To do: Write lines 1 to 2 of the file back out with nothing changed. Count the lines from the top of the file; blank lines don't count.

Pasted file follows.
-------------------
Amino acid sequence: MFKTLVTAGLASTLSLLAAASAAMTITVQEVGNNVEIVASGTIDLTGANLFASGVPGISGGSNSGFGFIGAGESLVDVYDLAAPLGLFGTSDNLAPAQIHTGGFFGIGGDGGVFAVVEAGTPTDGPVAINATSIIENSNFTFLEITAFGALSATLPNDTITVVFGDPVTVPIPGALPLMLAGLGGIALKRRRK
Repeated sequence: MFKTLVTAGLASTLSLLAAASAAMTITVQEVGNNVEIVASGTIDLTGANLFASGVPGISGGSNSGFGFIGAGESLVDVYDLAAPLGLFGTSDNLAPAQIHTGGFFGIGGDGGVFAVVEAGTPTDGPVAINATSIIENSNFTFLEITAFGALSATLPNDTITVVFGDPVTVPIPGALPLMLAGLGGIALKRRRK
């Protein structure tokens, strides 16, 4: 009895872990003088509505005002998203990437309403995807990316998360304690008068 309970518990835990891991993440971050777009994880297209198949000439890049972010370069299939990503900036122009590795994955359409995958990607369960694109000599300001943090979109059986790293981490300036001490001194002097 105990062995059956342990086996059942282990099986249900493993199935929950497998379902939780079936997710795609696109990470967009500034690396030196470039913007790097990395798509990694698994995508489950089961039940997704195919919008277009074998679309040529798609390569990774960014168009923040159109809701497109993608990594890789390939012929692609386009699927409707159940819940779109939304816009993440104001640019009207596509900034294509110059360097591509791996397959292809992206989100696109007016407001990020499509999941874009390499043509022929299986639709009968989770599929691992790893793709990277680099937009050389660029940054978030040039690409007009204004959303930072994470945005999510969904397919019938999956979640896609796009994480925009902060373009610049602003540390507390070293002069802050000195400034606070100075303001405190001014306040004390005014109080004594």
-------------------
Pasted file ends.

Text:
Amino acid sequence: MFKTLVTAGLASTLSLLAAASAAMTITVQEVGNNVEIVASGTIDLTGANLFASGVPGISGGSNSGFGFIGAGESLVDVYDLAAPLGLFGTSDNLAPAQIHTGGFFGIGGDGGVFAVVEAGTPTDGPVAINATSIIENSNFTFLEITAFGALSATLPNDTITVVFGDPVTVPIPGALPLMLAGLGGIALKRRRK
Repeated sequence: MFKTLVTAGLASTLSLLAAASAAMTITVQEVGNNVEIVASGTIDLTGANLFASGVPGISGGSNSGFGFIGAGESLVDVYDLAAPLGLFGTSDNLAPAQIHTGGFFGIGGDGGVFAVVEAGTPTDGPVAINATSIIENSNFTFLEITAFGALSATLPNDTITVVFGDPVTVPIPGALPLMLAGLGGIALKRRRK